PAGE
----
BP capped Wednesday one of three leaks hemorraging crude into the Gulf of Mexico, as emergency crews rushed to protect fragile shorelines and islands at risk from the spreading oil slick.
Days of work off the coast of Louisiana with underwater submarines nearly a mile below the surface finally bore fruit as a valve was secured over the smallest of the three leaks and the flow shut off.
The feat does not alter the overall amount of crude spilling into the sea and threatening the fragile US Gulf coast, but is significant nonetheless as the focus can now narrow on just two remaining leaks.
"Working with two leaks is going to be a lot easier than working with three leaks. Progress is being made," US Coast Guard Petty Officer Brandon Blackwell told AFP.
More than two weeks after the Deepwater Horizon rig exploded, the full impact of the disaster is being realized as a massive slick looms off the US Gulf coast, imperilling the livelihoods of shoreline communities.
If estimates are correct, some 2.5 million gallons of crude have entered the sea since the BP-leased platform spectacularly sank on April 22, still ablaze more than two days after the initial blast that killed 11 workers.
The riser pipe that had connected the rig to the well-head now lies fractured on the seabed a mile below spewing out oil at a rate at some 5,000 barrels, or 210,000 gallons, a day.
The spill has sparked fears of an environmental catastrophe as the region boasts 40 percent of US wetlands -- prime spawning waters for fish, shrimp and crabs and a major stop for migratory birds.
But BP spokesman John Curry said teams hoped to turn the tide in the battle against the slick with the deployment of a five-story "dome" that could contain the main leak and funnel the oil up to a massive ship on the surface.
"The collection system is on the boat," Curry told AFP. "It will be going out today. We hope to have that deployed by the end of the week. That system will contain the greater source of flow."
With oil still rushing unabated from the ruptured offshore well, volunteers and others descended on the region to help stave off a looming environmental crisis from the huge oil patch.
Pentagon officials authorized the use of additional National Guard troops to assist. As many as 6,000 in Louisiana can be mobilized, with 3,000 in Alabama, 2,500 in Florida and 6,000 in Mississippi.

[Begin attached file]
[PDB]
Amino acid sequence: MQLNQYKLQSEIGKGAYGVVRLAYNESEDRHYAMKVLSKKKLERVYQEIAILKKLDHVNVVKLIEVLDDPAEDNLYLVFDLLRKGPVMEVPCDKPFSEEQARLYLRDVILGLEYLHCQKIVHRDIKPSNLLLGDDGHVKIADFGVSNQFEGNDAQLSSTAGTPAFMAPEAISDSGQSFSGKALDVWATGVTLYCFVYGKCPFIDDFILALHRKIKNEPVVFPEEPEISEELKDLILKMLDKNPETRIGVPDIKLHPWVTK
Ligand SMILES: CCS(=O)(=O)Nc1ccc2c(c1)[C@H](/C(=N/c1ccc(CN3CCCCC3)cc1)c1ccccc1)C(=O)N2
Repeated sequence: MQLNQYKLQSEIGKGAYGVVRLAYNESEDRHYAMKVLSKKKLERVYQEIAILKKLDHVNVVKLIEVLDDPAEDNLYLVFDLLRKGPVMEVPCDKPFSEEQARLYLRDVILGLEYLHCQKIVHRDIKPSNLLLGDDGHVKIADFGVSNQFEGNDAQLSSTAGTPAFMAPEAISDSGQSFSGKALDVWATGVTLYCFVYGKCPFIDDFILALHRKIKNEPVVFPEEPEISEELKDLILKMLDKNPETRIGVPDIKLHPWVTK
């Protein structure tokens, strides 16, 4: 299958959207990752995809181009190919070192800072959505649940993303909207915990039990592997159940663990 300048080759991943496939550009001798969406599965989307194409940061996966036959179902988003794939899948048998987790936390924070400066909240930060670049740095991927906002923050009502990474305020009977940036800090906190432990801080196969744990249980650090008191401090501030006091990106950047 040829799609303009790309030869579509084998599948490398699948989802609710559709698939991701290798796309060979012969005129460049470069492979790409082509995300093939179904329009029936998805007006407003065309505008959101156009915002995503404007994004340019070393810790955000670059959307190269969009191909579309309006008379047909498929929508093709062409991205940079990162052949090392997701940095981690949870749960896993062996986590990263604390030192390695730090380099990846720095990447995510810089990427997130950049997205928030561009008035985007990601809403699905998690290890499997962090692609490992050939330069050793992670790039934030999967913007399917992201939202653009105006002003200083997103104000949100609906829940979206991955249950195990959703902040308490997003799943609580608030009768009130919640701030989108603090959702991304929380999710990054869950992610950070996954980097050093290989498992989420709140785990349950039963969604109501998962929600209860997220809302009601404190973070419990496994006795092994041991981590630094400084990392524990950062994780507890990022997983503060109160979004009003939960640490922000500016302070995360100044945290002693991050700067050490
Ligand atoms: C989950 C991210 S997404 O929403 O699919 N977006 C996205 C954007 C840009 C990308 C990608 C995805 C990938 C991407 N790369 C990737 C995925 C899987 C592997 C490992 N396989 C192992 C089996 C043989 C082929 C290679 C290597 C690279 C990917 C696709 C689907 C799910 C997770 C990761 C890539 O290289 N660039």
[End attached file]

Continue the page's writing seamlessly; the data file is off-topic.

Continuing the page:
Government officials said an estimated 7,500 people were mobilizing to protect the shoreline and wildlife, as fears grew about the impact of the catastrophe.
A sea turtle was spotted swimming through a massive oil slick about 25 kilometers (15 miles) south of Louisiana by officials from the National Wildlife Foundation. The group hired a boat from the port town of Venice and went out into the Gulf of Mexico through an outlet in the Mississippi River.
Nobody on board was trained in animal rescue and they were forced to leave the obviously distressed turtle in the slick and simply report the coordinates to a hotline.
"It was very upsetting," said Karla Raettig of Coastal Louisiana Restoration at the Federation.
More than 600 animal species are threatened by the expanding oil slick in the Gulf of Mexico, officials say.
Twelve shrimp trawlers and 10 official response boats frantically laid protective booms around some of the Chandeleur Islands -- a group of uninhabited prime marsh and wildlife area -- but initially failed to confirm any land impacts.
In Florida, authorities were preparing for the impact of the oil slick if loop currents bring the pollution to the state's shores. Coast Guard officials said the mobilization was occurring as far away as Key West.
"Although it is still too soon to predict if or how the Florida Keys may be impacted by the Deepwater Horizon spill, we are focused on preparing for whatever those impacts may be," said Captain Pat DeQuattro, sector commander at Coast Guard Sector Key West.
On the coastal areas of Mississippi, Alabama and Louisiana, forecasters suggested that the bulk of the slick won't make landfall before the end of the week, officials said.
AFP journalists on an overflight Tuesday of the Chandeleur Islands saw reddish brown streaks of oil and said light sheen appeared to be lapping the shore in certain places.
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